60 total landbird species were counted throughout the morning, just like both an Alder Fly and a new one, White-throated Sparrow shot through the walnuts and over the phragmites with just a few minutes before the close of the 4th hour, and when very little avian life was present, let alone showing signs of continued migratory behavior for most of that period.

North-swooping Northern Flickers stole some of the show to the order of 223 of them. Ten Red-bellied Woodpeckers jazzed it up, and I'm out of cliché descriptors by the time we add an adult-type Red-headed Woodpecker, a "Yellow-shafted" Flicker that had red-orange chromatic abnormality in the center of the flight feathers, 37 Red-breasted Nuthatches, and 20 Red-eyed Vireos.  

The southbound birds entered on today's count likely represent individuals that turned around after reaching the north edge of the dike impoundment or beyond (except Blue Jay, Fish Crow, European Starling, and the blackbirds, to the south).

Warblers were quick, often direct, and half in shade and half in full light, which experiencially pulsed from extremely challenging to outstandingly delightful.  50 Blackpoll, 220 Palm, 23 Cape May, 17 Black-and-white Warblers, 122 Northern Parula, 55 American Redstart, and 17 Northern Waterthrush, were the majority of the flight I detected, along with 178 warbler sp.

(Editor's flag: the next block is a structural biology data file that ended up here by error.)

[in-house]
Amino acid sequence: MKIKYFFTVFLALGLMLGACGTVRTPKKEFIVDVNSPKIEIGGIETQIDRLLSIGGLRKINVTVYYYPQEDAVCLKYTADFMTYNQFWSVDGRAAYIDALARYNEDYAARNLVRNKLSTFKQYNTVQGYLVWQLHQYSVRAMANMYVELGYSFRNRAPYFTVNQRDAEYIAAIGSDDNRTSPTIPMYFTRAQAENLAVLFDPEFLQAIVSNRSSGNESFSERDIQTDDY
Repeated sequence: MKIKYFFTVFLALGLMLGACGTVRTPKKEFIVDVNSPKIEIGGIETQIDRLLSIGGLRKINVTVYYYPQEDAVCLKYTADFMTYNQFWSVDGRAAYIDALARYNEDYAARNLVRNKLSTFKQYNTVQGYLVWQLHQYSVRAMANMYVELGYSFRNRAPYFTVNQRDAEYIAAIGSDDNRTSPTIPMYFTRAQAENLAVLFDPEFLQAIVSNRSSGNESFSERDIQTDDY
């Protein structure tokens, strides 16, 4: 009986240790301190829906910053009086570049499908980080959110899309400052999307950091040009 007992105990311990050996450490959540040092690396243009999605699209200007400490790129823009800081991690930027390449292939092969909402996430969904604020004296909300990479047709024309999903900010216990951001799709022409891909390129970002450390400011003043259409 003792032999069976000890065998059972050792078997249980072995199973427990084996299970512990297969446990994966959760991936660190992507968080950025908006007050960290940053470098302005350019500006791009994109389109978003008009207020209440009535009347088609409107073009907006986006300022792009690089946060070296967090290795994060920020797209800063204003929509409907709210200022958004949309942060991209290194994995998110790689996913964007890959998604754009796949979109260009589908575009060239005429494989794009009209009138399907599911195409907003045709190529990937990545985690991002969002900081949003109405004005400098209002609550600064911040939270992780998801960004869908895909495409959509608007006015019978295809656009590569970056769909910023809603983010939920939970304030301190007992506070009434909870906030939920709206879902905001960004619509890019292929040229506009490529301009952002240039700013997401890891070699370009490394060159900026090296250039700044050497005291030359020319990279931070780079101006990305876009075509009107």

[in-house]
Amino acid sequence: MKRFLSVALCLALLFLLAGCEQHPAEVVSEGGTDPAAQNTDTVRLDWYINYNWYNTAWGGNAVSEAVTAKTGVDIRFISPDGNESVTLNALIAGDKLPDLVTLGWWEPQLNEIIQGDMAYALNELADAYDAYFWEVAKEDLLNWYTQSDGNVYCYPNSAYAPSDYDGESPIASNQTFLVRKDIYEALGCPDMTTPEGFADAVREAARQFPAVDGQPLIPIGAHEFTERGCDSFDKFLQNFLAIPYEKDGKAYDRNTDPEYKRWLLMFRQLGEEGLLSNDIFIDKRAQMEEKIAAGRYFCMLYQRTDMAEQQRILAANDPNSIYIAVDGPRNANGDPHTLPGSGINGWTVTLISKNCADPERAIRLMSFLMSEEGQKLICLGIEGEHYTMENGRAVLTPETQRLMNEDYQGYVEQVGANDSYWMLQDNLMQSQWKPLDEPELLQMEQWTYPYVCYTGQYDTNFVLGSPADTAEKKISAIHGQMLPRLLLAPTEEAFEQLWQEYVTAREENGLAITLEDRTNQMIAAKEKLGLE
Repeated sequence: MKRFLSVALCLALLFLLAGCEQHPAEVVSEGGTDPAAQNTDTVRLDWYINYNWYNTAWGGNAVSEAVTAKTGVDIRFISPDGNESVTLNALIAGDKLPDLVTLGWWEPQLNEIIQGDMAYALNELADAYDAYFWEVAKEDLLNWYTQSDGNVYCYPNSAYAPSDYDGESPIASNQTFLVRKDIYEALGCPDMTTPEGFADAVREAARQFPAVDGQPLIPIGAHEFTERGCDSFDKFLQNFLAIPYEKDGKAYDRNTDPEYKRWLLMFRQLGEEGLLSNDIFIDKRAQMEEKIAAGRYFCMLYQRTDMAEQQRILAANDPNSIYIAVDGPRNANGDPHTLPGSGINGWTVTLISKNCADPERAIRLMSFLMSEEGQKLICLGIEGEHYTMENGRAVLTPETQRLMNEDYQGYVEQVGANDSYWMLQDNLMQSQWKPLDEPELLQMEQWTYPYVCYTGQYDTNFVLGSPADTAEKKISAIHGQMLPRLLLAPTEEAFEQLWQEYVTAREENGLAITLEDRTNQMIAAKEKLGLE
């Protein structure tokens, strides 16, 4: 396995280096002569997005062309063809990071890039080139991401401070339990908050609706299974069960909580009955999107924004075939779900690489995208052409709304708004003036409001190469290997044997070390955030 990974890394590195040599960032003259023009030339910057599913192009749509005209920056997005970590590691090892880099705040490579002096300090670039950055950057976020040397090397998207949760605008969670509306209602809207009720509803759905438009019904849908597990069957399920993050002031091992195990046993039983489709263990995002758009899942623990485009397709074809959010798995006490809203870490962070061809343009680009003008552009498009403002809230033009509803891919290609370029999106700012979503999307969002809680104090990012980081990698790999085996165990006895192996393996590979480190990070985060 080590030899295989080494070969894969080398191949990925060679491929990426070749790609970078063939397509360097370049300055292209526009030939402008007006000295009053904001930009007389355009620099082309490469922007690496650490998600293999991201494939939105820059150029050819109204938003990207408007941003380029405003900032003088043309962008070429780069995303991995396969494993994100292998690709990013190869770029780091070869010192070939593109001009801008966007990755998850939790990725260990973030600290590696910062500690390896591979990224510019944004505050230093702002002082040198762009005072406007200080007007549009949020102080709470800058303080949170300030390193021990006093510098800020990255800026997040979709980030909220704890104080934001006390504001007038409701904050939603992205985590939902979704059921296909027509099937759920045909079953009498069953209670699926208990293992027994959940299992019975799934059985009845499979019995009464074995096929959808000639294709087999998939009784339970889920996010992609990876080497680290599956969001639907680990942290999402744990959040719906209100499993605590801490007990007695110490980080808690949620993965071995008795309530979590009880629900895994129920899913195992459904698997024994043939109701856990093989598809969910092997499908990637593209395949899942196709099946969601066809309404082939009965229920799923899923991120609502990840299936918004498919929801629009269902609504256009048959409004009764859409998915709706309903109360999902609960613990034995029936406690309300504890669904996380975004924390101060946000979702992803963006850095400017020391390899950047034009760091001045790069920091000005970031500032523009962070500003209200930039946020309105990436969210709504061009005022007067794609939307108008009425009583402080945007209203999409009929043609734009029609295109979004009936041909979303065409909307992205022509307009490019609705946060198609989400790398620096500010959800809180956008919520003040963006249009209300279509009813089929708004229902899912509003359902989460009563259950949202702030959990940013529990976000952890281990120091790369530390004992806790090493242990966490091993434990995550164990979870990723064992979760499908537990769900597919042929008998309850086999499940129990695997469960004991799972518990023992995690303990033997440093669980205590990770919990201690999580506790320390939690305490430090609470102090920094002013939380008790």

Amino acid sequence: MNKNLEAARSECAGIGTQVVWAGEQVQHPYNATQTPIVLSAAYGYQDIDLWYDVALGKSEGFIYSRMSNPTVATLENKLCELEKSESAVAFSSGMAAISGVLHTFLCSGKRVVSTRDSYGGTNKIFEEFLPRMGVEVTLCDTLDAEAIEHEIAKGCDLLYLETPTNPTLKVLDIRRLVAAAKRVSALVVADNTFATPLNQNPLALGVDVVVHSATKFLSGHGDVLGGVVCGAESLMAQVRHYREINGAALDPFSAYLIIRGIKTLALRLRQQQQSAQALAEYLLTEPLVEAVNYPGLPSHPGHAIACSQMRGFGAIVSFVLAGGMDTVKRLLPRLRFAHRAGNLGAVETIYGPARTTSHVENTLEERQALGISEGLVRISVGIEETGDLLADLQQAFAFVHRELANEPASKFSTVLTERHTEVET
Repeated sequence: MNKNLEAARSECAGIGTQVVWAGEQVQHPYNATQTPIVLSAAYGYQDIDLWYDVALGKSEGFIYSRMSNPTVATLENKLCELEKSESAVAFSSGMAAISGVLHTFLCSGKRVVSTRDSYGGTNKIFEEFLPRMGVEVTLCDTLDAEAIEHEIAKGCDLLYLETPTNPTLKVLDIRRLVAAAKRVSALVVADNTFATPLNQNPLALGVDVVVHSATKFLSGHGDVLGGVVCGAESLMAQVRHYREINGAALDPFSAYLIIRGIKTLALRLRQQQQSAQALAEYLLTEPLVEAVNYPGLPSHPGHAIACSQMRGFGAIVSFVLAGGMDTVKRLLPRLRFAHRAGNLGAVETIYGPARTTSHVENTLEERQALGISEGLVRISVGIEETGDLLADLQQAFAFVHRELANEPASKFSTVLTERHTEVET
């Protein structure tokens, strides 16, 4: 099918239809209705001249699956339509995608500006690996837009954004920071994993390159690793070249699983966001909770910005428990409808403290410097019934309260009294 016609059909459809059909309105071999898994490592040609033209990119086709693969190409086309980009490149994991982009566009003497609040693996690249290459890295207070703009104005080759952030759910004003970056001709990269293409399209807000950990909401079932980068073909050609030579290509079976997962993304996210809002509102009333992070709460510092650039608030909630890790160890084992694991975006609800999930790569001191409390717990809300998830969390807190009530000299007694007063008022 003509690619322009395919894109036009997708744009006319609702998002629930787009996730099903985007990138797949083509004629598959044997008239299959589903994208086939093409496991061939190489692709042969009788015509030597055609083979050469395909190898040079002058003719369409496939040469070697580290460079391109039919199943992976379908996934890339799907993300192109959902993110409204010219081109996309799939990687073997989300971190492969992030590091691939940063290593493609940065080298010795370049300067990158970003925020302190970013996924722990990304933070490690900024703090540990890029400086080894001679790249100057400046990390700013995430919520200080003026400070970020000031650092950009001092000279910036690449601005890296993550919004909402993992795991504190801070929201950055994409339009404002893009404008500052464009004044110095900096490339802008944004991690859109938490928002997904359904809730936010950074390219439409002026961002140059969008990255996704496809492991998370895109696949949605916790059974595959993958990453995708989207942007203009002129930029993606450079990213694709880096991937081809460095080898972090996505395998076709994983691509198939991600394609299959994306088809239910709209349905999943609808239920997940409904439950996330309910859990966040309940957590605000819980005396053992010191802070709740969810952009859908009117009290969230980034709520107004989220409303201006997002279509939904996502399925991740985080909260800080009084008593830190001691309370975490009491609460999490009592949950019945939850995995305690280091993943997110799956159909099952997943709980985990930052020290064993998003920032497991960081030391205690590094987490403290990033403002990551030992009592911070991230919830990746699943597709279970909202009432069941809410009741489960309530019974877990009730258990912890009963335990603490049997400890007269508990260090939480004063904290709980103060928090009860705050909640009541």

Here's a list:

Morning Flight, 23-24 September 2016

Two more good days at the peak of the neotropical migrant season continue to build into the season's data.  Yesterday,165 northbound warblers of 15 species including Connecticut and Wilson's and a Red-headed Woodpecker were nice highlights.

Today was cloudy, cool, and interesting because it was all about the warblers.  774 out of the 975 birds counted total (including some raptors and waterbirds) were northbound warblers.  They broke out into 19 species with 228 mostly being higher and counted as "spuhs" or warbler sp.  154 Palm Warbler, 127 Northern Parula, 94 American Redstart, a whopping 52 Cape May Warbler, and 37 Blackpoll Warbler rounded down the numbers highlights.  Eastern Phoebe and American Pipit were new for the season.